Stick War 2 Order of Empire Review

StickWar 2 - Epic real-time strategy with tower defense aspects fought entirely by stick figures

Stick War 2 Game Screen

Do Sticks Have Souls?

Let’s be honest, human battles are so the overdone thing recently, with most tower defense and strategy games having this tendency to be fought primarily with members of the human race, human wizards, and human-like creatures of twisted and terrifying appearance. If you take away most of the biological features of said humans and leave the simple skeletal structure, colour everything in silhouette, and give you the potential to create hundreds and hundreds of them, you have yourself a pretty nifty stickman army ready to once again fight for what is rightfully theirs: freedom within their own kingdom. Get yourself ready for strategic tower defense between two towers but on a grand scale. The loss of life will be colossal, but it’ all for a good cause, and I’m not even sure if stickmen possess souls, so it has to be ok. Doesn’t it?

The General Idea

Stick War 2 plays much like any other tower defense game, but on a more micro scale; instead of a grand piece of terrain and a path that must be guarded by placing towers, there are only two towers that oppose each other which are ready built, with your tower on the left and the enemies’ tower sitting on the right. They’re more like fortified castles, actually, but the point is that you must attempt to destroy and commandeer the statue of the enemy before they can get to yours. To do this , you produce troops inside the castle of different types such as miners, wizard-like figures, spearmen, and eventually giants that can crush the enemy with heavy boulders. Whichever side’s statue succumbs first is the loser. It’s all pretty simple really, but it doesn’t remain that way.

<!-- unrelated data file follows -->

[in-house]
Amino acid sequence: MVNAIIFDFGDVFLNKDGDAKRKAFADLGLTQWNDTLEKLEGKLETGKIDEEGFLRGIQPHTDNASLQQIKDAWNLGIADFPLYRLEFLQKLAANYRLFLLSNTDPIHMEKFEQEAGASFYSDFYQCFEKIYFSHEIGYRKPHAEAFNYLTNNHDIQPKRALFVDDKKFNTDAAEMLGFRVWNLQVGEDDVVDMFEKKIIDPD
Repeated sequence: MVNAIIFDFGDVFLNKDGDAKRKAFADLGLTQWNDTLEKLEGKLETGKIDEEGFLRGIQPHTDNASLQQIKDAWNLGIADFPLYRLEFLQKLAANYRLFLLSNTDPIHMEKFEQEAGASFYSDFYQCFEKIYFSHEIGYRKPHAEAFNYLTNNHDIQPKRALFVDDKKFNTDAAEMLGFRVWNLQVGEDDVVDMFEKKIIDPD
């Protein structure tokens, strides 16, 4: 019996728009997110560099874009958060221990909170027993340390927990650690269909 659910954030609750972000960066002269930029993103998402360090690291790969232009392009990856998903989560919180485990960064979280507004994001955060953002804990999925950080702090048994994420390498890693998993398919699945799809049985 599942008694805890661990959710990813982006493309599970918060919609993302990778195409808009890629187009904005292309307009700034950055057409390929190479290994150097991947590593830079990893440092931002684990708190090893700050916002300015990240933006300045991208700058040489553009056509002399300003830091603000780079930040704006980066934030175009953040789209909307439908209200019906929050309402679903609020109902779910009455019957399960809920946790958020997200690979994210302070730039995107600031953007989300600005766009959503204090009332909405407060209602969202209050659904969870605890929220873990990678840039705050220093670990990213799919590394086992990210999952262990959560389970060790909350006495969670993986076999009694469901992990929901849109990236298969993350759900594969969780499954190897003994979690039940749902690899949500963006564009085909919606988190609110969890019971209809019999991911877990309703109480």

Training, Upgrading, and Medussa

Training and upgrading pretty much anything costs differing quantities of gold and mana, the former being mined at various points outside your castle, and the latter being attained through making your people pray by your statue. In the early stages, it’s all pretty easy and a tutorial guides you gently through the action, but the stronger and more numerous the enemy forces become, the more you are forced to balance your collection of resources, keep an eye on the individual health of your troops, and carefully select which type of troop you want to train. There are various structures in your castle that train the different kinds of troops; these can be upgraded to produce better troops as you go along. Basic swordsmen will suffice at the beginning, but when the enemies begin to pile on such troops as spearmen, and eventually Medussa (the final boss who can turn your troops to stone), and these require more highly-trained units in order to be beaten.

Novelty Fades

The main selling point of the game is the ability to upgrade your various swordsmen, spearmen, wizards, and giants etc., building a more powerful army as you progress. It can be fun to watch your army progress, but for me, the fun of the upgrades and the novelty of the stick figure aesthetic wore off extremely quickly, leaving behind nothing but repetitive and often mind-grinding stalemates that become a chore rather than a challenge for your strategic mind. I know that many fans of the series will disagree with me very strongly, but the phrase each to his own comes to mind, as does ‘this game isn’t all that special’.

The game will please existing fans, and it may even draw in some new ones on account of its unusual aesthetic and the moderately addictive upgrade system, but there are many superior games out there that allow you to upgrade and develop your army/towers. Moreover, I’m an all-or-nothing kind of idiot, so a game has to be absolutely incredible to grab my attention; mediocre or slightly-above-average offerings simply won’t do. Stick War 2: Fun for a while, but I’d rather be playing Kingdom Rush